An EU-funded project has placed Cyprus on the frontline to deal with an invasion of marauding lionfish that have munched their way through the eastern Mediterranean in the past five years.
- Lionfish breed at an astonishing rate and have few natural enemies
- They can eat almost any marine creature, including those up to two-thirds their own body size
- An EU-sponsored project promotes the lionfish as food to control its rapidly expanding population
“Wanted, Dead or Fried,” says one poster featuring a lionfish at the Larnaca marina, where the motto for restraining these stunning but destructive creatures is: if you can’t beat them, eat them.
Scientists say warmer waters as a result of climate change and an enlargement of the Suez Canal have opened the floodgates to species normally native to the Indo-Pacific.
Like the cane toad of northern Australia, lionfish breed at an astonishing rate and have few natural enemies outside of their native regions.
“Four years ago you were lucky to see one, and everyone would take a picture, saying ‘wow, we see a lionfish’,” Larnaca boat skipper Christos Giovannis said.
“Now, if you dive, there are thousands.”
A danger to the entire oceans ecosystem
The lionfish’s brightly coloured stripes and flowing pectoral fins may look beautiful, but its dorsal fins pack a venomous punch.
Lionfish pose a significant danger to the ocean ecosystems they invade.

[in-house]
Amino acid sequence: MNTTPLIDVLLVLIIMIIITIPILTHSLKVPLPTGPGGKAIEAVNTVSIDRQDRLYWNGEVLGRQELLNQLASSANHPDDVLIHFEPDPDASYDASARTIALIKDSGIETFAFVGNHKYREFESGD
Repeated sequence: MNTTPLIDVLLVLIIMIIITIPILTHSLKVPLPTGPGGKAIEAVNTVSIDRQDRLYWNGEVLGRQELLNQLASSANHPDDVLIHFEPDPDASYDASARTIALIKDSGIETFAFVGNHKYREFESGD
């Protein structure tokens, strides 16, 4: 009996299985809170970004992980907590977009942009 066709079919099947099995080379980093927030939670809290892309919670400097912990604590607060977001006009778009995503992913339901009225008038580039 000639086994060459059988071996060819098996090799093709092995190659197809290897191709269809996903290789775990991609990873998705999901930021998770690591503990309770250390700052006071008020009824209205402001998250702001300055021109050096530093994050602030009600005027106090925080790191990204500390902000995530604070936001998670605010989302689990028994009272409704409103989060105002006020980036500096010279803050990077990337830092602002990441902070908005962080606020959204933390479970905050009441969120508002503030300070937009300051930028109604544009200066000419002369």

They will eat almost any marine creature, including those up to two-thirds their own body size, according to Lionfish.co, and can spawn up to 30,000 eggs every four days.
The EU-sponsored project aims to promote lionfish as a food, among other ways to control its rapidly expanding population, which is affecting other countries in the region, such as Lebanon.
“We hope that humans can become the enemy of the lionfish in the Mediterranean,” said Periklis Kleitou, a researcher at the University of Plymouth.
The university is engaged in the research project, known as RELIONMED, along with Cyprus’s fisheries department, the University of Cyprus and two local research centres.
Since early 2019, teams of divers have been conducting regular expeditions in Cypriot waters in a campaign to cull numbers.
Chefs have been drafted in to give public presentations offering tips on how to gut the fish — scissors and gloves are a must when handling the fins to avoid a nasty prick or rash — and suggest preparation options, such as deep frying or cooking them on the barbecue.
And it’s delicious, according to its fans.
“Lionfish can be prepared in many different ways. On the grill, fried … whichever way you want,” said local chef Stelios Georgiou.
“As long as you remove the spine, which contains the venom, you can serve it like a normal fish.”